While YouTube is rapidly growing as a leading source of 360 degree video content, an official YouTube VR app has been notably absent from the high-end tethered headsets, even after its debut on Google’s Daydream VR platform. Now, PlayStation VR is the first to get support for the app, while the Rift and the Vive will likely have some time still to wait.
After a small initial deployment of an update to PS4’s YouTube app a few weeks back, users in both US and EU are reporting that the 1.10 YouTube patch has added support for the PlayStation VR headset (if you don’t have it yet, click the Options button while highlighting the YouTube app on PS4 and press Check for Update).
When launching the app, users can now choose between launching the Normal version or the PlayStation VR version of YouTube. The PSVR version of YouTube now supports both 360 monoscopic and 360 3D video, and adds a ‘360 Videos’ category along the interface’s top row. The interface is otherwise identical to the Normal version.
Inside the videosphere of a 360 video on YouTube you can look around in all directions to see the action, but of course there’s no positional tracking because the video is a standard single point capture (which means if you lean from side to size, the view won’t move). Non-VR 3D videos don’t appear to be supported by the application yet, but hopefully they will be in time.
For reasons that are likely more political than technological, PlayStation VR is the first of the big three tethered VR headsets to get an official YouTube VR app. Notably, as PSVR is console-based, PC VR headsets still have no official YouTube VR app despite being available for much longer than PSVR.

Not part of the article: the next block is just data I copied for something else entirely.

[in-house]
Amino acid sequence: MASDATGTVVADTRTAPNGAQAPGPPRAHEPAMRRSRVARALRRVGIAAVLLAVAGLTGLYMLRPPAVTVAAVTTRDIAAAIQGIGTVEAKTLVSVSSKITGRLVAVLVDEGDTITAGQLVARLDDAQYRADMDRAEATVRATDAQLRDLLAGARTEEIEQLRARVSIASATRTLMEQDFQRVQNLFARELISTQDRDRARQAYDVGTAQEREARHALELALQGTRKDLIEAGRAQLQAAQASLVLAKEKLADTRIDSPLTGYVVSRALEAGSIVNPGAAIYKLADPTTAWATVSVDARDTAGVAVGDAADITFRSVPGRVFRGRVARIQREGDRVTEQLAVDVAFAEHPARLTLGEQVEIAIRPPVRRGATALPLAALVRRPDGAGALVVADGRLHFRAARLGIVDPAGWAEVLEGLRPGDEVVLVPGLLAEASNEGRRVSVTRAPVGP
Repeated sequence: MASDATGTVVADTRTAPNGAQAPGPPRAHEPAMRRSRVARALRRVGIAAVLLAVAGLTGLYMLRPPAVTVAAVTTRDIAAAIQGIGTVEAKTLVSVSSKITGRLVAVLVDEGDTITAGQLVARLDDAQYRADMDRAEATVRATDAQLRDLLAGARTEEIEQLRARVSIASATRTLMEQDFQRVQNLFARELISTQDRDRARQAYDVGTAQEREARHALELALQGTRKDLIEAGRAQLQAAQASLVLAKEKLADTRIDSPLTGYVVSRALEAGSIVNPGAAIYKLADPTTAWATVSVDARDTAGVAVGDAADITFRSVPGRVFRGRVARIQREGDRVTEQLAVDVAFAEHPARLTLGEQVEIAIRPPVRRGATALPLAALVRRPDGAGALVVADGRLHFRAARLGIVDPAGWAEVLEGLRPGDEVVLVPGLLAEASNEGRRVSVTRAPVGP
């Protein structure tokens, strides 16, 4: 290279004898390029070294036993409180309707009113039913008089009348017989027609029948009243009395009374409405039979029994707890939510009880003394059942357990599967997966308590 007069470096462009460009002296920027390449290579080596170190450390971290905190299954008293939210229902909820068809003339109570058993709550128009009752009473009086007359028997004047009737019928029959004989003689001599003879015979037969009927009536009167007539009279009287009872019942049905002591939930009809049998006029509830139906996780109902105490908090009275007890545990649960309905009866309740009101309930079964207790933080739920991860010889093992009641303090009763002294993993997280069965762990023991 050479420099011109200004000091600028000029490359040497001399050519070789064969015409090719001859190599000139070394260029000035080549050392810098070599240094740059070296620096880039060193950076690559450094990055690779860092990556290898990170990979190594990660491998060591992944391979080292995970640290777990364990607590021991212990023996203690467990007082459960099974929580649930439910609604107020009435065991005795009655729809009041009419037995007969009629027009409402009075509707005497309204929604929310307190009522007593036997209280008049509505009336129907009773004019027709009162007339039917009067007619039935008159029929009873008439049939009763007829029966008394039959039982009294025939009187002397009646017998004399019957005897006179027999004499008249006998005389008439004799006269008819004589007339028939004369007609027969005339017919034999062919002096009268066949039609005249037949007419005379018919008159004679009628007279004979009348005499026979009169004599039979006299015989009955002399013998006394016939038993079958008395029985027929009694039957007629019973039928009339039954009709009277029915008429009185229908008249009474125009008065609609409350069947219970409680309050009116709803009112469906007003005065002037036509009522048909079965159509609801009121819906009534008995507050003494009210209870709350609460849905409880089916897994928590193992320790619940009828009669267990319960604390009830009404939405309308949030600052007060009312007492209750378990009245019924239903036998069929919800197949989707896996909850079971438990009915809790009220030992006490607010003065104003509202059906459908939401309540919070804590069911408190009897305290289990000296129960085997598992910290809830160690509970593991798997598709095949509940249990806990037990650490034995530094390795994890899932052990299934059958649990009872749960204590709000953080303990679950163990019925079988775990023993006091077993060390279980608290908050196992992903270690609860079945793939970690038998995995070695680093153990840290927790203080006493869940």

The sporadic availability of the app speaks to continued strategic maneuvering by Google and competitors vying for the best position in the early VR landscape. Ironically, one of Google’s biggest competitors, Apple, saw their iOS platform get official (albeit rudimentary) YouTube VR support thanks to the iOS YouTube app getting ‘Cardboard’ VR functionality in the middle of 2016.
The irony continues as one of Google’s biggest allies on the Android front, Samsung, has seen their Gear VR users deprived of a YouTube VR app while Google made sure it was part of the launch lineup for the mobile Daydream VR platform in late 2016.
Other major video platforms like Netflix (and even speciality VR video platforms like NextVR) also continue to be curiously absent from the industry’s best tethered headsets.